31 Days of Stories 2010, Day 26: “The Adventure of the Bather” by Italo Calvino

May 26, 2010 by · Leave a Comment 

From Difficult Loves

Italo Calvino’s 1951 story “The Adventure of the Bather” follows a woman named Isotta Barbarino, who suffers “an unfortunate mishap” while swimming. In the opening paragraph of the story, Signora Isotta, having swum far from shore, realizes that it is time to come in from the water, but that she has somehow managed to lose the bottom half of her two-piece bathing suit: “At some twist of her hip, some buttons must have popped, and the bottom part, reduced to a shapeless rag, had slipped down her leg.” Out of this embarrassing and frankly comical situation, Calvino constructs a parable about loneliness, isolation, and existential unease.

Back on land prior to the incident, Signora Isotta dons her two piece suit for the first time and realizes that it makes her “feel a bit ill-at-ease” in the company of the other people on the beach. Once she is in the water, however, she feels free and unencumbered, “like being naked.” Alone with the “intimacy” of the water, where she is able to feel “a part of that peaceful sea,” Signora Isotta is at ease, troubled only by her continued awareness of the figures on the beach. Whereas being in the sea is like being naked, while in her bathing suit on shore, Signora Isotta feels naked and exposed to the potentially erroneous judgment of her fellow beach-goers:

It was not unreasonable: her future beach acquaintances would perhaps form an idea of her that they would have to some extent modify later: not so much an opinion about her behaviour, since at the seaside all the women dressed like this, but a belief, for example, that she was athletic, or fashionable, whereas she was really a very simple, domestic person.

The unease and distrust that Signora Isotta feels toward her fellow bathers becomes magnified by her humiliation and mortification at the prospect of having to walk out of the water in an actual state of undress. When she looks to the shore after realizing her predicament, the bathers are described in language that renders them almost inhuman: beach umbrellas cast black shadows “in which the bodies became flat,” the “teeming of the bathers spilled into the sea,” and a “horde of children was roiling” behind a line of safety ropes. Signora Isotta observes this maelstrom and thinks, “Just off that beach, she was naked.”

Several times swimmers pass her but we are told that she “distrusted these men and evaded them.” She perceives “the front of preordained male insinuations” that “extended to all men,” and even suspects, in a paranoid way, that some of the men had been fantasizing about a woman losing her bathing suit and hoping that they might be around to witness the event.

Signora Isotta’s discomfort is not specific to her current situation; it becomes clear by way of her stream-of-consciousness ruminations that her fear of physical – and by extension, psychic – exposure extends even to her husband. She thinks of the times she has been alone with him, and the way in which “she had always surrounded her being naked with and air of complicity, of irony, part embarrassed and part feline, as if she were temporarily putting on joyous but outrageous disguises.” She accepts her body with “reluctance,” and must use metaphor and irony to distance herself from the physical reality of her corporeal existence. She thinks that perhaps her life really exists only when she is clothed, and that “her nakedness hardly belong[s] to her.”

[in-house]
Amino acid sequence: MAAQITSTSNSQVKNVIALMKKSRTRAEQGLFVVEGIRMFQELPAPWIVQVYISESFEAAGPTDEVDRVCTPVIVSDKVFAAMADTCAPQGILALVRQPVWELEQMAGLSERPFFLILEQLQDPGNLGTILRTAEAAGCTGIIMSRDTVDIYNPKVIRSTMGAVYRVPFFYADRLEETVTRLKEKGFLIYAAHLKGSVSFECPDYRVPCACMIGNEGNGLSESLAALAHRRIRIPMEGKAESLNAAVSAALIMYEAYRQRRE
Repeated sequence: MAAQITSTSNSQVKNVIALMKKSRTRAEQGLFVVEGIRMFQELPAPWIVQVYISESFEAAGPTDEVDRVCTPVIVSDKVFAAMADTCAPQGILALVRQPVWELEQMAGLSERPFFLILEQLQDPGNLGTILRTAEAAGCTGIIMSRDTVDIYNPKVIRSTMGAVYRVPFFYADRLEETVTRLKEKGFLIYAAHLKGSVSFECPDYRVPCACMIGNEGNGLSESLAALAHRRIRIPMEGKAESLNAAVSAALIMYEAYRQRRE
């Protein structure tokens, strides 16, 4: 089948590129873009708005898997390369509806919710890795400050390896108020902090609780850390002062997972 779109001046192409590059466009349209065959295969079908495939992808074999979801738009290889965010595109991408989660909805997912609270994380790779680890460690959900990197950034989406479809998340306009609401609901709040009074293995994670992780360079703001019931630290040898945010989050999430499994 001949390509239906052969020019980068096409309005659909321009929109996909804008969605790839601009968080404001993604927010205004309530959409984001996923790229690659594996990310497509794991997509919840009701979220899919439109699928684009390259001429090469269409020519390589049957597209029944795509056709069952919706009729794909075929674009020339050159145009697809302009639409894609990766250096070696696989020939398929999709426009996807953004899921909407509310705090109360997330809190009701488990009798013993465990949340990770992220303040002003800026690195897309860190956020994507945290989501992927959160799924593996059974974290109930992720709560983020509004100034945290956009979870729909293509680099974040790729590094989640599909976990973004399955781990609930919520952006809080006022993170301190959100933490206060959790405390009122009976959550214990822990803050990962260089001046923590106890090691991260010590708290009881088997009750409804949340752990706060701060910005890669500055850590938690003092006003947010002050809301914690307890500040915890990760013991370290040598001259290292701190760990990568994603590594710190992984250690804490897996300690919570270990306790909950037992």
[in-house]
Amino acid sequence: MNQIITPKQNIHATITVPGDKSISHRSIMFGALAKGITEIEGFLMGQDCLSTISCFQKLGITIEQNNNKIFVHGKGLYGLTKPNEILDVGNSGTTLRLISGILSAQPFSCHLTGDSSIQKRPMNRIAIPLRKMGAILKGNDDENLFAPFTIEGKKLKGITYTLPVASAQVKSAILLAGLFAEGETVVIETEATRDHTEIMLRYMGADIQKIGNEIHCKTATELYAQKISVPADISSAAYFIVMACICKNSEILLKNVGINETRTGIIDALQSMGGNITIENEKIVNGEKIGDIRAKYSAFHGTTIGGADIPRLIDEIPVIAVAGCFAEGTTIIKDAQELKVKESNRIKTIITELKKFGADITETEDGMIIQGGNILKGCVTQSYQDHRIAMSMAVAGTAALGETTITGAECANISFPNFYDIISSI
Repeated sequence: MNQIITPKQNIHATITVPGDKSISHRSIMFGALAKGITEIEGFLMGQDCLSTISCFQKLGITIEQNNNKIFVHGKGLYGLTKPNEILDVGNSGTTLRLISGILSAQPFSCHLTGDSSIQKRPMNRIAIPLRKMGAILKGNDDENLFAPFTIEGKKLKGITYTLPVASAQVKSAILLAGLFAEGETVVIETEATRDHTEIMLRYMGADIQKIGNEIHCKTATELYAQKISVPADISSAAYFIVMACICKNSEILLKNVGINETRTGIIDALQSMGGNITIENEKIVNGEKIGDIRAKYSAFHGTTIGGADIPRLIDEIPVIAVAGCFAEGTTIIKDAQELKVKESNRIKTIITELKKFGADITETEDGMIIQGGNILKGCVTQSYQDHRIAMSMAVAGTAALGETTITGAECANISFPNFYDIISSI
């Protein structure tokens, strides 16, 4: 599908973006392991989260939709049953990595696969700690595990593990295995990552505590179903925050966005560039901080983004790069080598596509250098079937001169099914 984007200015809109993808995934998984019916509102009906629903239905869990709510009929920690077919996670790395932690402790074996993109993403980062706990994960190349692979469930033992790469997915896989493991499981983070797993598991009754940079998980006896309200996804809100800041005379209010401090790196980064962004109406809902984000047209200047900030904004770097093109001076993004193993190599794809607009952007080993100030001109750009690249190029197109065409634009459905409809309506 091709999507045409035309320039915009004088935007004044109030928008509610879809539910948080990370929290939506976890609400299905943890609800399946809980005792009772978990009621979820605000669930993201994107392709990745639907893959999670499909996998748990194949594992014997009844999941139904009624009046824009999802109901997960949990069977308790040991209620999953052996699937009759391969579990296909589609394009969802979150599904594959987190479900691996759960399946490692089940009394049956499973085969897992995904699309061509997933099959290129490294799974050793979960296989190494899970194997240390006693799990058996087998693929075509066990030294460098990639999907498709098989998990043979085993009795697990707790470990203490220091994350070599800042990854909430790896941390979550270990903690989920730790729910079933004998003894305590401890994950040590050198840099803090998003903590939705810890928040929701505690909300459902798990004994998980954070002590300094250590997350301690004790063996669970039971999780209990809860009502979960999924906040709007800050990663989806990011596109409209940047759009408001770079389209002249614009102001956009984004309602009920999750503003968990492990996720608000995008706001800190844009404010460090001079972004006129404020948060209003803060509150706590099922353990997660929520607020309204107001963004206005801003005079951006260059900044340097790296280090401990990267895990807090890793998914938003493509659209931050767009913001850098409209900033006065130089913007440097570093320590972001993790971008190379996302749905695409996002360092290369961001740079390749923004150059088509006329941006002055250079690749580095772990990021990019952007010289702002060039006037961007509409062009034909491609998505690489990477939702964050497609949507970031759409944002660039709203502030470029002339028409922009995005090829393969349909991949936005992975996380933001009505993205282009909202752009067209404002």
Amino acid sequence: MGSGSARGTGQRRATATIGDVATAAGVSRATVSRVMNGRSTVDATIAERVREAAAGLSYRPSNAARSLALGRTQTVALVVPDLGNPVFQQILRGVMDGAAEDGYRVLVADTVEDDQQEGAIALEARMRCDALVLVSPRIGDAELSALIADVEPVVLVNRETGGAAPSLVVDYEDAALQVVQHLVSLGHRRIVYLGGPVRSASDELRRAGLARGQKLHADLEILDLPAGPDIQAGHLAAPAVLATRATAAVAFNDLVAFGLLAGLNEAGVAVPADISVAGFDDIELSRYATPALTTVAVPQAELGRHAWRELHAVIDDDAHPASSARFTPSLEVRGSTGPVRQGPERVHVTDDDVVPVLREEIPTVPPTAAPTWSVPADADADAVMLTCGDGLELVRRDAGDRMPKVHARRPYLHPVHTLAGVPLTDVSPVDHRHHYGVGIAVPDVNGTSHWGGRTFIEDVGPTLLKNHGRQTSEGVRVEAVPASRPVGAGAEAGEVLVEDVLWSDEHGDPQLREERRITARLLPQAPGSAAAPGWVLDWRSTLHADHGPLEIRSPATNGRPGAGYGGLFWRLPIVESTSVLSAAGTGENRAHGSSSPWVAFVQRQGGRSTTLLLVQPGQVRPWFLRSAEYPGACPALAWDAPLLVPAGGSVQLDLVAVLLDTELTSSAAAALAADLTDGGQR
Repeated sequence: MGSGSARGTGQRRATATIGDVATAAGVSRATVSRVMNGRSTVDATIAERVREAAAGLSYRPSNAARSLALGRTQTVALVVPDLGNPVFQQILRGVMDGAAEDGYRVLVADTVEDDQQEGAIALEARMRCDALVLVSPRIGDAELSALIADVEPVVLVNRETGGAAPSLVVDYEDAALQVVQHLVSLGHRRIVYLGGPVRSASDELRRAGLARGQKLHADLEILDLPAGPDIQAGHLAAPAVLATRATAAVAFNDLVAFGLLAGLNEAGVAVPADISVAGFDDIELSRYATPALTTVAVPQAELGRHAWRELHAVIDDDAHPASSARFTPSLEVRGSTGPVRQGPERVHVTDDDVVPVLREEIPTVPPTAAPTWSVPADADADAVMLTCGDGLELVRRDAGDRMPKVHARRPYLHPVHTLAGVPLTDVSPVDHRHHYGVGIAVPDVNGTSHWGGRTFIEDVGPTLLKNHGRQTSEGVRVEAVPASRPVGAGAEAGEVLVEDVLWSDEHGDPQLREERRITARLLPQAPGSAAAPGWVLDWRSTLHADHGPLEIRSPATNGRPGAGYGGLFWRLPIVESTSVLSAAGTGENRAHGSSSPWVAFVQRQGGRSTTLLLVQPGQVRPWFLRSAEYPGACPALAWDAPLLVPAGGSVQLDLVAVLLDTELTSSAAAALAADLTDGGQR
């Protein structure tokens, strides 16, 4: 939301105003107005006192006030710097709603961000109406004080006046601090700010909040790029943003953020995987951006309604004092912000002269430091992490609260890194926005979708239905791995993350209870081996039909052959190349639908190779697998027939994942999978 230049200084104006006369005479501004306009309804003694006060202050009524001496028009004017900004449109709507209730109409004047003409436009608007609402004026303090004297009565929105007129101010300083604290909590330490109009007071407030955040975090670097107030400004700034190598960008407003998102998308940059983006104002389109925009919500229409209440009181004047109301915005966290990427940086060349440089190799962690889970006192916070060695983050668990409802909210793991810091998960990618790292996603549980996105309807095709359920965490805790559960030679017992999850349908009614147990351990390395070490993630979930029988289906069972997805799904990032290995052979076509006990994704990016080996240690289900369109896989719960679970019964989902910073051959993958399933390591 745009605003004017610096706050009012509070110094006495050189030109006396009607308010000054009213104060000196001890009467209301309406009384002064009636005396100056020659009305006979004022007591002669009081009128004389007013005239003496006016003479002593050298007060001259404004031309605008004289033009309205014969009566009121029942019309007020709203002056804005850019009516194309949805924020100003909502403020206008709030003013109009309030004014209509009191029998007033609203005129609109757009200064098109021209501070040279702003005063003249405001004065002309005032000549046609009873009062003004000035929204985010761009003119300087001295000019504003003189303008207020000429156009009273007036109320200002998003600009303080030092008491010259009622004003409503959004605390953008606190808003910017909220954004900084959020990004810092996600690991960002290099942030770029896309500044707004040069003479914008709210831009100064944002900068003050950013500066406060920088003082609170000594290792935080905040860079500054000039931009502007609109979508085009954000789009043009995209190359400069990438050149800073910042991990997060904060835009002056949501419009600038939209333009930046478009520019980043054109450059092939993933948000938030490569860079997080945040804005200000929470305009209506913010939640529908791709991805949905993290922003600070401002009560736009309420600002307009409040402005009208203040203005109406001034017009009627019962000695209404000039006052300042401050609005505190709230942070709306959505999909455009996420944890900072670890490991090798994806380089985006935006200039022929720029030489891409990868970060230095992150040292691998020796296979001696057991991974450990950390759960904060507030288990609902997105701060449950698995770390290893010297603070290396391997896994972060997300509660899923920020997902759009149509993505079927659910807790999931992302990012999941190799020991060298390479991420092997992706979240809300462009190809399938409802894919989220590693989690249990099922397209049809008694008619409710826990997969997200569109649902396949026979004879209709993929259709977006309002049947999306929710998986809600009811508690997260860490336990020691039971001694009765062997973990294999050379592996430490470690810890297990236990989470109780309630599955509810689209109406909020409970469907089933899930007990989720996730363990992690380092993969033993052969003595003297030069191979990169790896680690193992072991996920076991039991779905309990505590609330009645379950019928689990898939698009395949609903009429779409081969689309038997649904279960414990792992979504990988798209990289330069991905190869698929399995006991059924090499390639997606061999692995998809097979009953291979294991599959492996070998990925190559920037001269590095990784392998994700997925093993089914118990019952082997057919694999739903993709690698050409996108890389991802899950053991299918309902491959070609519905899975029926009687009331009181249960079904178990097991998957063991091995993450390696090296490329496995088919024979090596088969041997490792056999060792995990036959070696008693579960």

As the story progresses, the day drags on and gradually darkens; Signora Isotta takes refuge clinging to a nearby buoy and watches from afar as the other bathers exit the rapidly cooling water. She recalls “the marvelous weariness of those returns” to shore, and ponders the camaraderie of friends who call from one to another, “We’ll meet on shore!” or “Let’s see who gets there first!” These friendly shouts fill her mind “with a boundless envy.”

Although she initially assumes that there is no one who could breach the “preordained male insinuations” and allow them to rescue her from her embarrassment, she is eventually approached by a boat containing a man and a boy, who offer her a skirt and delicately avert their eyes while she climbs aboard and dresses herself. Her relief at having found her longed-for “savior” is tinged with irony, however, once she realizes what the two were doing in the water:

They started the motor, and seated at the prow in a green skirt with orange flowers, she saw on the bottom of the boat a mask for underwater fishing and she knew how the pair had learned her secret. The boy, swimming below the surface with mask and harpoon, had seen her and had alerted the man, who had also dived in to see. They had motioned her to wait for them, without being understood, and had sped to the port to procure a dress from some fisherman’s wife.

Surprisingly, Signora Isotta is not made uncomfortable by the prospect of the two having witnessed her nakedness. On the contrary, we are told, “since someone had perforce to see her, she was glad it had been these two, and also glad that they had felt curiosity and pleasure.” Her sense of calm seems to indicate a subtle shift in her existential anxiety; her discomfort has not entirely vanished, but has diminished sufficiently that she is able to observe the man bent over the motor of his boat, his “brick-red back divided by the knobs of the spine, on which the hard, salty skin rippled as if moved by a sigh.”

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